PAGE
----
GSW response to city lawsuit: dismiss the action altogether

Golden State Water Company has filed its response to an eminent domain lawsuit brought forth by the city of Claremont last month, asking the court to dismiss the action altogether or for a jury to show them the money.

In the 102-page response, filed in Los Angeles Superior Court on January 15, Golden State contends that because Claremont’s system is part of a larger system owned by them, severing it will damage the remainder of the larger property.

The San Dimas-based water company lists 16 claims to back up its request for dismissal, among them assertions that the city failed to properly appraise the value of the assets and that the city of Claremont is attempting to provide water service outside its borders, specifically within the cities of Pomona, Upland, Montclair and an unincorporated area within Los Angeles County.

Claremont’s purported attempt to provide water outside the city limits is in reference to the second of two Resolutions of Necessity (Resolution No. 2014-88) adopted by Claremont’s City Council on November 25, 2014 and available for review on the city’s website. At that time, Golden State’s attorney George Soneff submitted objections to the resolutions before council’s adoption.

In its response, Golden State also contends that the city failed to provide adequate notice of the November 25 hearing and “that the Resolutions of Necessity adopted by the city were invalid because they were influenced or affected by gross abuse of discretion in that their adoptions were arbitrary or capricious or entirely lacking in evidentiary support.”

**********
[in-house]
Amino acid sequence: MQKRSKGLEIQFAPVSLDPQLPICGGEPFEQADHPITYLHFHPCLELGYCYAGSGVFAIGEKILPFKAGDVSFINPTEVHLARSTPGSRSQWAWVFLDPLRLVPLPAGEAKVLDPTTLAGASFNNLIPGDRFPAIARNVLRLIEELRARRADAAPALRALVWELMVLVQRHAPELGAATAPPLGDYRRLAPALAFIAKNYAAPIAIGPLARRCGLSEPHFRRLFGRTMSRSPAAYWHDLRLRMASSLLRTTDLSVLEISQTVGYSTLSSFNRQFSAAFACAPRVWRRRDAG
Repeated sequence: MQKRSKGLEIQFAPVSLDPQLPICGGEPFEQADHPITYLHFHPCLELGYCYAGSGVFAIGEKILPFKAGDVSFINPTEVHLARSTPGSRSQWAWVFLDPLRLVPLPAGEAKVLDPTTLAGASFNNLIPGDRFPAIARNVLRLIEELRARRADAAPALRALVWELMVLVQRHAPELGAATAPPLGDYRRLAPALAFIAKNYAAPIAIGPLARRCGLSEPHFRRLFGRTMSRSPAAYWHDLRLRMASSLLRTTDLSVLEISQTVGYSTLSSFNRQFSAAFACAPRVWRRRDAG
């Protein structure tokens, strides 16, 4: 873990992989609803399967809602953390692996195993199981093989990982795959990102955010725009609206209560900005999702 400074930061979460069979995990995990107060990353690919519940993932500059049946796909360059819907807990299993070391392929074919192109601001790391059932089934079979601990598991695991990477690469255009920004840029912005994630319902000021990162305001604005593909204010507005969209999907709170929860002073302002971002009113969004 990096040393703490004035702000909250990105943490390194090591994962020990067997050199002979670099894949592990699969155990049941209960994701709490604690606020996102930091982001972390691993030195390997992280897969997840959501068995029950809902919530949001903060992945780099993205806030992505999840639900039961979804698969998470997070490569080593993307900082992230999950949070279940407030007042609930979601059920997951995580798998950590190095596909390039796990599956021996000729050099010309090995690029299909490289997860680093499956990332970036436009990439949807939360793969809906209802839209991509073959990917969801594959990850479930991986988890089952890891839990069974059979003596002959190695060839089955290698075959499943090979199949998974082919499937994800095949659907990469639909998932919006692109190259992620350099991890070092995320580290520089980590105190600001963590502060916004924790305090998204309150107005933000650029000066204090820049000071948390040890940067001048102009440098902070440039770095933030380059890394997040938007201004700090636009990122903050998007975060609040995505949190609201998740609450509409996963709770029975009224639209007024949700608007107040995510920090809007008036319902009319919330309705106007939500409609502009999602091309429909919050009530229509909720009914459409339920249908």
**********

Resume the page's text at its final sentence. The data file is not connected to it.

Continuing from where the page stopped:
Following the adoption of the Resolutions of Necessity, the city filed a 43-page eminent domain complaint in Los Angeles Superior Court on December 9, serving Golden State with its lawsuit on December 15.

The water company had 30 days to file its response.

According to a press release issued by the city, Claremont’s legal team is reviewing the challenge and will prepare for the legal proceedings to follow.

“In all matters of ongoing litigation, the city refrains from commenting on the contents of the case. The city will continue to inform the public on the water system acquisition process.”

The fight for ownership of the Claremont District Water System is expected to be a long one, with the upcoming months ahead dedicated to discovery for the case.

“Part of that process is to learn more about the Claremont District Water System,” says John Holloway, one of several attorneys representing the city of Claremont. “At such time, the city may get a further appraisal of the water system as part of the litigation process as more information becomes available.”

In an eminent domain case, it’s not unusual for the government to deposit “probable compensation” upon filing the complaint and then seek an order for early possession of the property based on its deposit. The owner can withdraw the deposit and still be able to claim greater compensation, but withdrawal of the deposit waives all defenses of objections to the taking. Although the city has not yet elected to deposit probable compensation, the possibility isn’t off the table.

“The city may contemplate doing so in the future but has not filed to take possession at this time,“ says Mr. Holloway.

What both parties can anticipate is a lengthy fight for ownership of the Claremont water system.

“The case will go through several phases,” said Mr. Soneff, “the first of which will be Judge Fruin scheduling a status conference to see where we are in the case.”

As of press time, no future hearing dates have been set.

To read Golden State’s full response to the city’s lawsuit, visit the COURIER website at

—Angela Bailey


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